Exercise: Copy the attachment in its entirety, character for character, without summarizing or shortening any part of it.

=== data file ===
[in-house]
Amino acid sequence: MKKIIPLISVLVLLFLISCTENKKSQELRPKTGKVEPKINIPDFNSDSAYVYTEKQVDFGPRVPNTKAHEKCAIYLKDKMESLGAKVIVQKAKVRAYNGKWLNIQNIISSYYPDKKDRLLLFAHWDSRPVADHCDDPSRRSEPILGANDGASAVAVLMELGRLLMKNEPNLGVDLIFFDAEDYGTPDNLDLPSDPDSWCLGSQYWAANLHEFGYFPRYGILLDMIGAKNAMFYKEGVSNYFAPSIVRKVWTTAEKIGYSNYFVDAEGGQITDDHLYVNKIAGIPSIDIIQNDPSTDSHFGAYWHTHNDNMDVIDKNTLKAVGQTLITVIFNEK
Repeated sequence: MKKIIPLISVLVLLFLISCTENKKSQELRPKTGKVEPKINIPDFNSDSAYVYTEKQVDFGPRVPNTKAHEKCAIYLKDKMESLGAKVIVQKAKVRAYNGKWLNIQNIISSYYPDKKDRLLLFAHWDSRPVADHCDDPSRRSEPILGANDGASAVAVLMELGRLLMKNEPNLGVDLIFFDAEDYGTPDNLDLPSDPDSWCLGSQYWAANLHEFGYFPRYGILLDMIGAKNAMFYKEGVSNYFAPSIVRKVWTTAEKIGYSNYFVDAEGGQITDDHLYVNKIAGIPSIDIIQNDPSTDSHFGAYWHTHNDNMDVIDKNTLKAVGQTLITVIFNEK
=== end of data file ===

[in-house]
Amino acid sequence: MKKIIPLISVLVLLFLISCTENKKSQELRPKTGKVEPKINIPDFNSDSAYVYTEKQVDFGPRVPNTKAHEKCAIYLKDKMESLGAKVIVQKAKVRAYNGKWLNIQNIISSYYPDKKDRLLLFAHWDSRPVADHCDDPSRRSEPILGANDGASAVAVLMELGRLLMKNEPNLGVDLIFFDAEDYGTPDNLDLPSDPDSWCLGSQYWAANLHEFGYFPRYGILLDMIGAKNAMFYKEGVSNYFAPSIVRKVWTTAEKIGYSNYFVDAEGGQITDDHLYVNKIAGIPSIDIIQNDPSTDSHFGAYWHTHNDNMDVIDKNTLKAVGQTLITVIFNEK
Repeated sequence: MKKIIPLISVLVLLFLISCTENKKSQELRPKTGKVEPKINIPDFNSDSAYVYTEKQVDFGPRVPNTKAHEKCAIYLKDKMESLGAKVIVQKAKVRAYNGKWLNIQNIISSYYPDKKDRLLLFAHWDSRPVADHCDDPSRRSEPILGANDGASAVAVLMELGRLLMKNEPNLGVDLIFFDAEDYGTPDNLDLPSDPDSWCLGSQYWAANLHEFGYFPRYGILLDMIGAKNAMFYKEGVSNYFAPSIVRKVWTTAEKIGYSNYFVDAEGGQITDDHLYVNKIAGIPSIDIIQNDPSTDSHFGAYWHTHNDNMDVIDKNTLKAVGQTLITVIFNEK